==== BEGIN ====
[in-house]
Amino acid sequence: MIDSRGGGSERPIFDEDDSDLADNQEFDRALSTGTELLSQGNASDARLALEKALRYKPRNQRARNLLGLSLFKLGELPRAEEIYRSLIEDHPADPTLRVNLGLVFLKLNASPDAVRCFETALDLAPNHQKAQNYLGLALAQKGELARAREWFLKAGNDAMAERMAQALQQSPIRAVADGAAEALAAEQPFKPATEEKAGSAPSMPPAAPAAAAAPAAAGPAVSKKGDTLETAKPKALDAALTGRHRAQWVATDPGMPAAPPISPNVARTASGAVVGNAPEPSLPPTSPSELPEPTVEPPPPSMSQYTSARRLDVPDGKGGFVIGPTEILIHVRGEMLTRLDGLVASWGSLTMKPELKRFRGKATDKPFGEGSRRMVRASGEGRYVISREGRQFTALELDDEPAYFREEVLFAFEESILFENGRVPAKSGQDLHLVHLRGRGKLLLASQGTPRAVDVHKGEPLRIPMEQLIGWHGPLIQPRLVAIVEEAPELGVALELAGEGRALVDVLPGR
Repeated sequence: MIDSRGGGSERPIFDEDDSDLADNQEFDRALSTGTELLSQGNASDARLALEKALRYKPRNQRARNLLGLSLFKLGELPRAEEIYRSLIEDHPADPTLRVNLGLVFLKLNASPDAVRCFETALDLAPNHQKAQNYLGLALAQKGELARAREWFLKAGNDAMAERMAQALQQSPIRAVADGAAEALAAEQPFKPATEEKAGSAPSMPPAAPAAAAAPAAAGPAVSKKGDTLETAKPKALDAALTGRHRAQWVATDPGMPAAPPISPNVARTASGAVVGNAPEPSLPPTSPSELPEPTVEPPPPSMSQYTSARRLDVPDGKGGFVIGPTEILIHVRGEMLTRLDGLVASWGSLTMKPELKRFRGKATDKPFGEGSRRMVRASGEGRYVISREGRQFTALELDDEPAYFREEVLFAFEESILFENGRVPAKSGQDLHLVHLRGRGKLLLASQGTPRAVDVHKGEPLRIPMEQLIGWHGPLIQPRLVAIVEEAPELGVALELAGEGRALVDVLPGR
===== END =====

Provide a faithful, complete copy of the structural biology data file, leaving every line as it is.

[in-house]
Amino acid sequence: MIDSRGGGSERPIFDEDDSDLADNQEFDRALSTGTELLSQGNASDARLALEKALRYKPRNQRARNLLGLSLFKLGELPRAEEIYRSLIEDHPADPTLRVNLGLVFLKLNASPDAVRCFETALDLAPNHQKAQNYLGLALAQKGELARAREWFLKAGNDAMAERMAQALQQSPIRAVADGAAEALAAEQPFKPATEEKAGSAPSMPPAAPAAAAAPAAAGPAVSKKGDTLETAKPKALDAALTGRHRAQWVATDPGMPAAPPISPNVARTASGAVVGNAPEPSLPPTSPSELPEPTVEPPPPSMSQYTSARRLDVPDGKGGFVIGPTEILIHVRGEMLTRLDGLVASWGSLTMKPELKRFRGKATDKPFGEGSRRMVRASGEGRYVISREGRQFTALELDDEPAYFREEVLFAFEESILFENGRVPAKSGQDLHLVHLRGRGKLLLASQGTPRAVDVHKGEPLRIPMEQLIGWHGPLIQPRLVAIVEEAPELGVALELAGEGRALVDVLPGR
Repeated sequence: MIDSRGGGSERPIFDEDDSDLADNQEFDRALSTGTELLSQGNASDARLALEKALRYKPRNQRARNLLGLSLFKLGELPRAEEIYRSLIEDHPADPTLRVNLGLVFLKLNASPDAVRCFETALDLAPNHQKAQNYLGLALAQKGELARAREWFLKAGNDAMAERMAQALQQSPIRAVADGAAEALAAEQPFKPATEEKAGSAPSMPPAAPAAAAAPAAAGPAVSKKGDTLETAKPKALDAALTGRHRAQWVATDPGMPAAPPISPNVARTASGAVVGNAPEPSLPPTSPSELPEPTVEPPPPSMSQYTSARRLDVPDGKGGFVIGPTEILIHVRGEMLTRLDGLVASWGSLTMKPELKRFRGKATDKPFGEGSRRMVRASGEGRYVISREGRQFTALELDDEPAYFREEVLFAFEESILFENGRVPAKSGQDLHLVHLRGRGKLLLASQGTPRAVDVHKGEPLRIPMEQLIGWHGPLIQPRLVAIVEEAPELGVALELAGEGRALVDVLPGR